New anti-Sub warship to join Indian Navy in October


File photo of ASW Corvette, INS Kamorta, inducted into Indian Navy in August 2014.
File photo of ASW Corvette, INS Kamorta, inducted into Indian Navy in August 2014.

By bappaditya paul

COME OCTOBER and Indian Navy will get a shot in the arm with a new anti-submarine warship joining its fleet at the eastern coast in Visakhapatnam.

Named INS Kadmatt, the anti-submarine warfare (ASW) corvette, is now at the final stage of furnishing at the Garden Reach Shipbuilders and Engineers Ltd (GRSE) in Kolkata. GRSE began building the warship in 2011.

“The ship is almost ready and will be commissioned into the Indian Navy sometimes in October this year. There will be a handing over ceremony in Kolkata, followed by the actual commissioning ceremony at the Eastern Naval Command in Visakhapatnam about a month later,” GRSE chairman and managing director, Rear Admiral (Retd.) A K Verma told The Statesman on Tuesday.

The induction of Kadmatt will be a major boost for the Navy, especially because the force had suffered two consecutive bad years in 2013 and 2014 when mishaps damaged a number of its ships. These include the sinking of INS Sindhurakshak, a guided missile submarine, in August 2013, and the fire in INS Sindhuratna, another guided missile submarine, in February 2014, both off the coast of Mumbai.

Kadmatt is the second warship in Project-28 (P28), under which GRSE is building four ASWs for the Navy with 90 per cent indigenous contents and design. The first one ~ INS Kamorta ~ was inducted into the Navy on 23 August last year, and since then has been a major attraction during visits to foreign countries.GRSE“The work on the remaining two ASWs in P-28 ~ Kiltan and Kavaratti ~ is also in progress. We will handover them to the Navy in 2016 and 2017, respectively,” Rear Admiral Verma said. All the four ASW corvettes are named after islands in Andaman & Nicobar and Lakshwadweep.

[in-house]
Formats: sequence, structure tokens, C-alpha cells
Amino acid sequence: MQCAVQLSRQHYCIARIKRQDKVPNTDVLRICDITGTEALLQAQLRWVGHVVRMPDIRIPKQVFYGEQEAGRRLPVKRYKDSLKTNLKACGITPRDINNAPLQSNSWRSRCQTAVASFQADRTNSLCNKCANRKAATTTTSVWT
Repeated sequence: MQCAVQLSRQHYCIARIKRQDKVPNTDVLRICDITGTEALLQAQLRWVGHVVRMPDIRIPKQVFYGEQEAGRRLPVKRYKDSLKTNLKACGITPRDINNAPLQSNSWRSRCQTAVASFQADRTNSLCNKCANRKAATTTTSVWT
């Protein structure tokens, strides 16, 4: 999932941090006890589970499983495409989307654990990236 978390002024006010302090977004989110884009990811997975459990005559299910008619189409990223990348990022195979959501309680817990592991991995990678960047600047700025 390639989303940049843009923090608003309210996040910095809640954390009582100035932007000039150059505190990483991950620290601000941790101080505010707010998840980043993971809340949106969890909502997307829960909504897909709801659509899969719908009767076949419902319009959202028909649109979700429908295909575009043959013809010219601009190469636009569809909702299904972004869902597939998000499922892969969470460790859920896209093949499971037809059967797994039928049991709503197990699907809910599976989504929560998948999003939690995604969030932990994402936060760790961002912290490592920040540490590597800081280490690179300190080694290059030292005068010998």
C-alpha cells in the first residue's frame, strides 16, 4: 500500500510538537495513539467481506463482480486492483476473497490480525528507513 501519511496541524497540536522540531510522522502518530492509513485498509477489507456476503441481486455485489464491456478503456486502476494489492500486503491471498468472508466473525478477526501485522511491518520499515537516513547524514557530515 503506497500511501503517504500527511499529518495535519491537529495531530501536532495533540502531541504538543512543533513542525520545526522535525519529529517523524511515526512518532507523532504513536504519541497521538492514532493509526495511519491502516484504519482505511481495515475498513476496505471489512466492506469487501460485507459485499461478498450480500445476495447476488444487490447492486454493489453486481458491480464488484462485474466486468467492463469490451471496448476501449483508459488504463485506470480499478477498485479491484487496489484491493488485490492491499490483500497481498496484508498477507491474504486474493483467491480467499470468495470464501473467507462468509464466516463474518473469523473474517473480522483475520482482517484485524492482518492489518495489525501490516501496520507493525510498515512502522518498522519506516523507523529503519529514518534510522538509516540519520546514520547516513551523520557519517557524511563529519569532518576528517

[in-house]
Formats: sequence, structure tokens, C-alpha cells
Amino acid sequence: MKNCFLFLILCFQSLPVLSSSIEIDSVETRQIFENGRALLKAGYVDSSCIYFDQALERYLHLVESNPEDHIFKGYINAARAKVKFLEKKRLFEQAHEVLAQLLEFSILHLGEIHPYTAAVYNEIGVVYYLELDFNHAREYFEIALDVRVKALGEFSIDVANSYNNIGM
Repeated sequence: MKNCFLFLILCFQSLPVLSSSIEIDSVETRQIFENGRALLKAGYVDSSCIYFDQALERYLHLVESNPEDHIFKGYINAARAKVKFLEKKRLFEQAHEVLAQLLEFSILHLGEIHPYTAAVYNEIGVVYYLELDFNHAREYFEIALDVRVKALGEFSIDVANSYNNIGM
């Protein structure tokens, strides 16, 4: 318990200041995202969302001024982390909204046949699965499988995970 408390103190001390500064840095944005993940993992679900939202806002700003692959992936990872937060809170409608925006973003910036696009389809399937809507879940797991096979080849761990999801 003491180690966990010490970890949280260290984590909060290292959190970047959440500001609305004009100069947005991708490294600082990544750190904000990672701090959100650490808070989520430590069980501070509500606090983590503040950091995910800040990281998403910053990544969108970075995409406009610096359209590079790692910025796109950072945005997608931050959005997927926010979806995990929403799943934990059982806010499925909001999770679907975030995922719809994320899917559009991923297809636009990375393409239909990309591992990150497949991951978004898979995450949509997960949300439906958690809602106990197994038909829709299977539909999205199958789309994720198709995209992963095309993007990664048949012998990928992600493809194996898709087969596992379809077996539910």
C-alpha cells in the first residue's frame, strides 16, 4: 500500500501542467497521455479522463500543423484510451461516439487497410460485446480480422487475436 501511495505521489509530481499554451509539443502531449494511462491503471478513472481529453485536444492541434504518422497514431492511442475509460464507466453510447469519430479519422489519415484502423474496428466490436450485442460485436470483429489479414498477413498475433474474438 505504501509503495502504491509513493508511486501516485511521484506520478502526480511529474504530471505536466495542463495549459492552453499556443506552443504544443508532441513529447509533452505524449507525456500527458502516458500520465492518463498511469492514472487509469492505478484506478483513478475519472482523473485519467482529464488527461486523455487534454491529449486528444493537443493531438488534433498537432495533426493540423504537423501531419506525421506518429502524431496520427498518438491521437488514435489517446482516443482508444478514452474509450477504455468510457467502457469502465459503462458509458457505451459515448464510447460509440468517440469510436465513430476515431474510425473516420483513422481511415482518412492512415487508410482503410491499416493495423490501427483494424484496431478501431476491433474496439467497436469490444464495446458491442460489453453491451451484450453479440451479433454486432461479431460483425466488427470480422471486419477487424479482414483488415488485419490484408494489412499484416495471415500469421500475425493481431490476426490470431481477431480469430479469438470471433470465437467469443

Kadmatt is around 109 metres in length, around 14 metres wide at its maximum bulge and has an approximate displacement of 3,200 tons. Being built at an estimated cost of Rs 3,000-crore, it happens to be a modern warship with advanced stealth features that have very low Radar Cross Section and very low radiated underwater noise.

The ship is equipped with Super Rapid Gun Mounting, Anti-aircraft Guns, Torpedo Launcher, Rocket Launcher and Chaff Launcher as well as early Warning, Navigation, Fire Control Radars, Under-Water Sensors and an integrated Communication facility and Electronic Warfare System.

The Navy plans to deploy Kadmatt as an advance screen for the Carrier Battle Group to counter any submarine threat and it will be a feared platform for lurking enemy submarines and their nemesis within India’s territorial waters. It is expected to play a significant role in Navy’s submarine hunter/killer capabilities.

Kadmatt is powered by four indigenously designed 3,888 KW diesel engines at 1,050 rpm and has an endurance of about 3,450 nautical miles at 18 knots. The ship will be manned by 17 officers and 106 sailors, and can achieve a maximum speed of 25 knots.

(The author is on the staff of The Statesman,India. This report first appeared in The Statesman on 06 May 2015.)


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